A difference worth noting…

by Janie Jones

So, when you are using a hotplate that also functions as a magnetic stirrer, and you *think* the instructor says set the heat to high, but you notice that your dial reads degrees, and you are wondering what is considered ‘high,’ it is worth noting that your neighbor, who the instructor has already helped set her hotplate temperature, has the heat setting knob on the right, instead of on the left like yours. So when you glance over to see what temperature hers is on, you are actually looking at the speed of the magnetic stir. Of course you think it is a bit strange that your heat only goes to 550, when your neighbor’s is set to 700, but maybe that’s not degrees but just numbered settings. After all you’ve had stoves that are numbered with settings 1-10, and not showing degrees. And, the instructor has moved on to talk about something else so you just turn the knob all the way up and turn your attention to what ever else is going on.

Now, it’s not until after the 1 liter flask goes all Mt Vesuvius that you realize that it wasn’t the temperature knob you were looking at at all. While it was pretty cool to see 500 mL of solution spew a good 10 feet into the air, it’s not so cool to be the one responsible.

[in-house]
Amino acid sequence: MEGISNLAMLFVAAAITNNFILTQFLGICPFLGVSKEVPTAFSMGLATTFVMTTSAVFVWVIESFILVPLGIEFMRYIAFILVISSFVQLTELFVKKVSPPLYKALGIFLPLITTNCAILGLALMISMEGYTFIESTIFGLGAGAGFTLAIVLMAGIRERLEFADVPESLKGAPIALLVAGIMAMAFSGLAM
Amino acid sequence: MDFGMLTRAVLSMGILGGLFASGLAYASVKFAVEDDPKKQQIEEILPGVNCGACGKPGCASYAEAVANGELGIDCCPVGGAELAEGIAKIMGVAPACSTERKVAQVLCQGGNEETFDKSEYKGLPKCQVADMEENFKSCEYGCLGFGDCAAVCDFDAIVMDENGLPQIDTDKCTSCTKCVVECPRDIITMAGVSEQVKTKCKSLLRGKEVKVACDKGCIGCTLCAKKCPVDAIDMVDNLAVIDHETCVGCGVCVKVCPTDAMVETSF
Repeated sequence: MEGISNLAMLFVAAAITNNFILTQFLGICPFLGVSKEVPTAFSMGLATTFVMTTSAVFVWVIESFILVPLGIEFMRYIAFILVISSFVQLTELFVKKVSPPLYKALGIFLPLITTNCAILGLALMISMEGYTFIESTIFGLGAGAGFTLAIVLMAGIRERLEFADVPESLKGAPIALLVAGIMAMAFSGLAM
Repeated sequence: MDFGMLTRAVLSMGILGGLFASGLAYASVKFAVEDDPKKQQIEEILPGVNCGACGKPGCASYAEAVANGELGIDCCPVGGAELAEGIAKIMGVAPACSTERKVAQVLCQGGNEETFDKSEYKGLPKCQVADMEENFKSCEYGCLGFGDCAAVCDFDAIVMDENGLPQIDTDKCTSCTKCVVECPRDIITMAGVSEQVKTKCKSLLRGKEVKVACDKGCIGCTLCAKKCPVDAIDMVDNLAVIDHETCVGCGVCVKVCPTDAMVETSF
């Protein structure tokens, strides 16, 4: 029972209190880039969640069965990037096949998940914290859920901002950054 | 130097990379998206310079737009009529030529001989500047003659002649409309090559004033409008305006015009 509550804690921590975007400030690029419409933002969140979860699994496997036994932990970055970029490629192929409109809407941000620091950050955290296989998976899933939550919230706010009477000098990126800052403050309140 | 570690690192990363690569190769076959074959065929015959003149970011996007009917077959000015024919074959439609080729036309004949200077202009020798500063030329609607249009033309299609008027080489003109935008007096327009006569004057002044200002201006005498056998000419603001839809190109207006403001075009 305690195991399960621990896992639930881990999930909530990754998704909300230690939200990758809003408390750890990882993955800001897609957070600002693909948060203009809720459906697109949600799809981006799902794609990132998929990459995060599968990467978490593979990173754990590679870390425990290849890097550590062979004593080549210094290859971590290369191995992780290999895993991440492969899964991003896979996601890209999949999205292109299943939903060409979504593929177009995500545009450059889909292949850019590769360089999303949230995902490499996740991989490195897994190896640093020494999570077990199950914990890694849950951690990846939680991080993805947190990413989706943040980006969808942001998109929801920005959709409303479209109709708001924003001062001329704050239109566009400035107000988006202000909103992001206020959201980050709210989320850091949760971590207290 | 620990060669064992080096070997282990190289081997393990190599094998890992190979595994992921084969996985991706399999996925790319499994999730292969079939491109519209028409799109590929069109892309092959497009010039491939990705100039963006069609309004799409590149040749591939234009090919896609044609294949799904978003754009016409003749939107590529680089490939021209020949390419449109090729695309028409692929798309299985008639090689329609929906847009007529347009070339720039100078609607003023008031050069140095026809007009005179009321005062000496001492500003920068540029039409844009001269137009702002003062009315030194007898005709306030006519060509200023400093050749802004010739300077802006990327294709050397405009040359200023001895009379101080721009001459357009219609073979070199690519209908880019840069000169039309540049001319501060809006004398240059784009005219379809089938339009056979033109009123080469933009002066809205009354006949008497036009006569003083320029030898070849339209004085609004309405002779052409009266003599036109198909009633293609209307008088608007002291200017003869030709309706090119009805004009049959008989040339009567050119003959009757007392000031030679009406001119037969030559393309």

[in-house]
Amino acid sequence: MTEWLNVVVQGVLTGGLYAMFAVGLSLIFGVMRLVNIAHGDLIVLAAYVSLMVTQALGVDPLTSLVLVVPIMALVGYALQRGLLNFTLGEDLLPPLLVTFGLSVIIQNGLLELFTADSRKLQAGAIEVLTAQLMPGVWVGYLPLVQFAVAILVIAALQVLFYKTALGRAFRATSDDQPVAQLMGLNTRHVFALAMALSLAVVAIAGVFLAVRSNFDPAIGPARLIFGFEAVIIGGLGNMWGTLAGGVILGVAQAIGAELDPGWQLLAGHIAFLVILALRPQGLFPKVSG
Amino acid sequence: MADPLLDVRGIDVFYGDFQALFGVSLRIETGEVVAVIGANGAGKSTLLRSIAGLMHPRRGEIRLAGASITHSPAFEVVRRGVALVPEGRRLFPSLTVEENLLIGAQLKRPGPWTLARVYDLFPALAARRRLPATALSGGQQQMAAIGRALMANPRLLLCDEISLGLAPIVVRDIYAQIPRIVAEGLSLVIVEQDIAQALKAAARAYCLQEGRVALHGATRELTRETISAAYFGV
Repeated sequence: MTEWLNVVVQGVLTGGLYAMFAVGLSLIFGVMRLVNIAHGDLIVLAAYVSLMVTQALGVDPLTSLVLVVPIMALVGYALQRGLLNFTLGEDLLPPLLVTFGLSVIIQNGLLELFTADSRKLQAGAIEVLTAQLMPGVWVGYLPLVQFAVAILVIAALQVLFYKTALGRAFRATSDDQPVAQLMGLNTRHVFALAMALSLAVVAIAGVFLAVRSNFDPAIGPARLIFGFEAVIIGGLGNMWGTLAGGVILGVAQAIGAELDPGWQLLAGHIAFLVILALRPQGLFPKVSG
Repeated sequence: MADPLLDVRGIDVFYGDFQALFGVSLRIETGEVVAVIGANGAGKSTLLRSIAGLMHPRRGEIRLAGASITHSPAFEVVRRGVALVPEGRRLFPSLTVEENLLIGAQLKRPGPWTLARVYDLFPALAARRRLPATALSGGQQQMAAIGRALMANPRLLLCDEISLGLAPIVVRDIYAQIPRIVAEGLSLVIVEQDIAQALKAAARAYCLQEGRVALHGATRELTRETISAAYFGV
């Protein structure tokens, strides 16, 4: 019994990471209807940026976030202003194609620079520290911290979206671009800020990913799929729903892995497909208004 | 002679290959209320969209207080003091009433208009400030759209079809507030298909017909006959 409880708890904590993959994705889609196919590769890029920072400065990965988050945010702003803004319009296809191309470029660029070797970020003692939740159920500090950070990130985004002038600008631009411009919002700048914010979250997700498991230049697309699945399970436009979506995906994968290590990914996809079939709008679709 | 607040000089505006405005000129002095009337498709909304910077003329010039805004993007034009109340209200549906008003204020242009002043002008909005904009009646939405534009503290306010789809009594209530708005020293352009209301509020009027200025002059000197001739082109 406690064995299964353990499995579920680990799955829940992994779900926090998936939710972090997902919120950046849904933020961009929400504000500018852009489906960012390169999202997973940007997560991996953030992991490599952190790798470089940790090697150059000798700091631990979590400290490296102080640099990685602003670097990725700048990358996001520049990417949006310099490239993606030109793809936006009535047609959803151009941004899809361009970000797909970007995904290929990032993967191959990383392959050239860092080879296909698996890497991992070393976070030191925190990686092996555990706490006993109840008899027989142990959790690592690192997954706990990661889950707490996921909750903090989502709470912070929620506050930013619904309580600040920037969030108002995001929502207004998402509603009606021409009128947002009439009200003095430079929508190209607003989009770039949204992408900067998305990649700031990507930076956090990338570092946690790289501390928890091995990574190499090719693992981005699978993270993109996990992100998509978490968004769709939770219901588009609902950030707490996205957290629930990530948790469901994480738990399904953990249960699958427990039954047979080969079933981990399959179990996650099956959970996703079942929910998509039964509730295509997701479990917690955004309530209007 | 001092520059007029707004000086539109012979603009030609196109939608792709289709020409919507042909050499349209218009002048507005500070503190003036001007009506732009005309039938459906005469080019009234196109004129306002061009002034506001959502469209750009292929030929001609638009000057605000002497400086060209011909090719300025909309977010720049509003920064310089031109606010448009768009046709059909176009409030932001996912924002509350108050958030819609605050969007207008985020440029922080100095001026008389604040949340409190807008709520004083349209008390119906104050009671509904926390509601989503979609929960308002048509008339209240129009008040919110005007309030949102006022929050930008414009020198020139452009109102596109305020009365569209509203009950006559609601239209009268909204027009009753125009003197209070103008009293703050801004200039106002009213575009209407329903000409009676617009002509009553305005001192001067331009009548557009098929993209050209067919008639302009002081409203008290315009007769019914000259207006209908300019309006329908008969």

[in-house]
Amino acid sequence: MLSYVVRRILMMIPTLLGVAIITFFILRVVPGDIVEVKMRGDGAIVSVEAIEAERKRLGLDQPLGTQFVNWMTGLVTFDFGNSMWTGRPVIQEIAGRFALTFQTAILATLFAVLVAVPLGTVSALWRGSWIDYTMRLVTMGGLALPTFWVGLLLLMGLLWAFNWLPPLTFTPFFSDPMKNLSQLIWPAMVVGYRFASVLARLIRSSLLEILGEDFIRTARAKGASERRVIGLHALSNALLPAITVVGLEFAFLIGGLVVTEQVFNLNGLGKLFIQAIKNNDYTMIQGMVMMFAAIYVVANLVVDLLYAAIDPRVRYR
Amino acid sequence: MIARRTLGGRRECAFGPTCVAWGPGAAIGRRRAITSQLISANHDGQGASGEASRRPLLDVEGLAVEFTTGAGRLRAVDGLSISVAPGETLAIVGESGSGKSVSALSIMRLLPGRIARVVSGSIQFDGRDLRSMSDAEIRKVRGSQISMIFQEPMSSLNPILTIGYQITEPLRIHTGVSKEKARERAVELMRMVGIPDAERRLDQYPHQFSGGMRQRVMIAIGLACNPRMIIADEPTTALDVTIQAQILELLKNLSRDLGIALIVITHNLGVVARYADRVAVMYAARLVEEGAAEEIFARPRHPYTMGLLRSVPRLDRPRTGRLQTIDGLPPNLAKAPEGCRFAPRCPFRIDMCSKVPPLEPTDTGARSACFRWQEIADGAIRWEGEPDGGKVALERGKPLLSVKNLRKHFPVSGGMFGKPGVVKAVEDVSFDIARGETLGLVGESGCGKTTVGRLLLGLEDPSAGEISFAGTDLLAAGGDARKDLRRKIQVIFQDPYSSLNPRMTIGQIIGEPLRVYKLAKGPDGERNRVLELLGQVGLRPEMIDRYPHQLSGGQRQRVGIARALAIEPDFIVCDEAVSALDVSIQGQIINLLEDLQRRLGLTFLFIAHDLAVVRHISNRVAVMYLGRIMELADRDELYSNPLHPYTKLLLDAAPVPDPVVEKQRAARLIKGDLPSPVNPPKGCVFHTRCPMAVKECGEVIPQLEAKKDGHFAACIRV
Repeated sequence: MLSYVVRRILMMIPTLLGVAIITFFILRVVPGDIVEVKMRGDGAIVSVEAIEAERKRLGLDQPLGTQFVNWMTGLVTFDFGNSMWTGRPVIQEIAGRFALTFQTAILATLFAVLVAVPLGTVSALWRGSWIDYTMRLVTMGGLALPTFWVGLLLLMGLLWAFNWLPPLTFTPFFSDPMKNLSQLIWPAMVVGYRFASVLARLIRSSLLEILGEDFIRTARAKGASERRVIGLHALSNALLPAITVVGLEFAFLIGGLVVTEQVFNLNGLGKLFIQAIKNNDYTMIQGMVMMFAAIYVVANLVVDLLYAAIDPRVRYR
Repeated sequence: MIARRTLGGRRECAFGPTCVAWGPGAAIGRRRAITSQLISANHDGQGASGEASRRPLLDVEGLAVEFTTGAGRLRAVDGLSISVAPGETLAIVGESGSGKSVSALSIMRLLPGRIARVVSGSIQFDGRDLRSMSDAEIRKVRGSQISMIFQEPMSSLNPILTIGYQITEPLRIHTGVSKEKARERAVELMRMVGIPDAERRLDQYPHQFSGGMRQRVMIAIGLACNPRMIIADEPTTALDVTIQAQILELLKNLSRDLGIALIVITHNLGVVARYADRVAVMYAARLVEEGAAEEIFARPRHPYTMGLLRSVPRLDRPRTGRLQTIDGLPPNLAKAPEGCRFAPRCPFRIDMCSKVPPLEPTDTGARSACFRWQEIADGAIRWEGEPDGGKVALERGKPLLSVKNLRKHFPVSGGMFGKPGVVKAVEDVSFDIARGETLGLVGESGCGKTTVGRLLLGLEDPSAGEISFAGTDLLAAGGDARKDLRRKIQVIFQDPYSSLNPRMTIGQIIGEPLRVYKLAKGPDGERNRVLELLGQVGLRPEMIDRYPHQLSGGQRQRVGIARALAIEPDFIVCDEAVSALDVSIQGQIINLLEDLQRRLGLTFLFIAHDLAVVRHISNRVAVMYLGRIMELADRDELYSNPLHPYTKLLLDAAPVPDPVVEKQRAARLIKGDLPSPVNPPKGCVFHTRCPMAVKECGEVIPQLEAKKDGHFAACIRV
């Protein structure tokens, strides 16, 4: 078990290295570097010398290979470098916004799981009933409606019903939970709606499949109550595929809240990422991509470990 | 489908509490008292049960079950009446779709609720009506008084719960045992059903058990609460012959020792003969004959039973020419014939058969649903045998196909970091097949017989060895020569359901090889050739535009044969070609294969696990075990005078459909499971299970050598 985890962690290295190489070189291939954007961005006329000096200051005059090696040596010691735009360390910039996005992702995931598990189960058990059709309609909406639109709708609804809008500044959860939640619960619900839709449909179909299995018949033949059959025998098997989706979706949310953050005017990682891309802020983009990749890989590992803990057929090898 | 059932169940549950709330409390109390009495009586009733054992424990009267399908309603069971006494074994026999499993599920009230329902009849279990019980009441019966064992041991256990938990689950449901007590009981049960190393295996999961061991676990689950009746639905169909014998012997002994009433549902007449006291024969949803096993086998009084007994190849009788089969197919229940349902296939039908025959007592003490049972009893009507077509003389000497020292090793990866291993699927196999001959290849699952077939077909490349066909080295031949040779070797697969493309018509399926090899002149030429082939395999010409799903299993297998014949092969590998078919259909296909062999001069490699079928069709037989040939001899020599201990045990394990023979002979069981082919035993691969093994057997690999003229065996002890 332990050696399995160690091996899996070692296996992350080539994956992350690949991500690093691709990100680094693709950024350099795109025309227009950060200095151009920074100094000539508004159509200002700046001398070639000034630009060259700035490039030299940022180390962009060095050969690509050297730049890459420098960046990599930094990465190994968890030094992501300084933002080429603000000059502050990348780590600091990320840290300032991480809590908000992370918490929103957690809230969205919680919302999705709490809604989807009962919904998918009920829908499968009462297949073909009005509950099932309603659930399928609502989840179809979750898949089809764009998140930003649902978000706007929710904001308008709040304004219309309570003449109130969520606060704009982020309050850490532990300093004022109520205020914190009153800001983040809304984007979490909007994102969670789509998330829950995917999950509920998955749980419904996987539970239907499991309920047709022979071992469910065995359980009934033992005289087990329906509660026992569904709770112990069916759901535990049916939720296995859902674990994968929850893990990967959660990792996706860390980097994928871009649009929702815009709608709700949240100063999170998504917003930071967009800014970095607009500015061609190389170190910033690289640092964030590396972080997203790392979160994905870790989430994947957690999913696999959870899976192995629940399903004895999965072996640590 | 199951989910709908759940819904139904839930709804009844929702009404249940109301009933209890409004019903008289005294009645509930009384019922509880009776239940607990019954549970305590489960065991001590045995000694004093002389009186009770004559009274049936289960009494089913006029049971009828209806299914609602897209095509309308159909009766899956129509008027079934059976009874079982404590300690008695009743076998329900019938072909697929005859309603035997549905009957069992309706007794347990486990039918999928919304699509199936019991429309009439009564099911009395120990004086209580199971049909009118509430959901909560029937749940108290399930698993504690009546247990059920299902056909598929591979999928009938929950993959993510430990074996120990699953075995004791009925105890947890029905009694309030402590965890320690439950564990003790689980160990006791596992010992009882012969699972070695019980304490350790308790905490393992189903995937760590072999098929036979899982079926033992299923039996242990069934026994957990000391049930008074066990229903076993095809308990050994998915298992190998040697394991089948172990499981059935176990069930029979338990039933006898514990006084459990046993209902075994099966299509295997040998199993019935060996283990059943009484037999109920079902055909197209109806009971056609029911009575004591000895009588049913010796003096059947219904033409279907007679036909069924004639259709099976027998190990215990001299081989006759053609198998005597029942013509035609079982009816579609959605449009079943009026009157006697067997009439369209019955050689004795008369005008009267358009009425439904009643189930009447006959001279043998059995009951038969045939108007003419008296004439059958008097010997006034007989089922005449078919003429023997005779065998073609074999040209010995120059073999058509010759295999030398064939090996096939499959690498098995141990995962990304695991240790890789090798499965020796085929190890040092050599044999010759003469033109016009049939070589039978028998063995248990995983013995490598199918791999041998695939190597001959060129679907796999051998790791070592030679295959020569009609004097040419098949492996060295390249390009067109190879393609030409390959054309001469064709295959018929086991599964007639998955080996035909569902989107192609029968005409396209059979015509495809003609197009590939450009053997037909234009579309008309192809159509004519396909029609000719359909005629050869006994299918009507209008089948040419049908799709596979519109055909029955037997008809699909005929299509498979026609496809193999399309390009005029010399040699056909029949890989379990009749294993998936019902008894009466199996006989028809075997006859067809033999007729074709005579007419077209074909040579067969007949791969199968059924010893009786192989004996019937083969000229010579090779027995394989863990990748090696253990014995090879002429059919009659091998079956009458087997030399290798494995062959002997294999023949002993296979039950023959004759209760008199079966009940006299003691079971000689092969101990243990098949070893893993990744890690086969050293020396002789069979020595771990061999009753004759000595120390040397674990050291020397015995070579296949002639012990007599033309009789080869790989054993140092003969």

How.  Very.  Embarrassing.

I suppose it could happen to anyone. And yet, it never happened before in all the years that lab has been taught.  Thankfully no one got hurt.

So, learning experience.  A ‘high’ heat setting is not the same as 700 rpm.

Also good to note:  our lab has 3 different types of hotplates with magnetic stirs. Two of them are even made by the exact same company and look almost identical, but their knobs are reversed.

You all see the important difference now?

You know I do.

Advertisements

Leave a Reply

Fill in your details below or click an icon to log in:

WordPress.com Logo

You are commenting using your WordPress.com account. Log Out / Change )

Twitter picture

You are commenting using your Twitter account. Log Out / Change )

Facebook photo

You are commenting using your Facebook account. Log Out / Change )

Google+ photo

You are commenting using your Google+ account. Log Out / Change )

Connecting to %s

%d bloggers like this: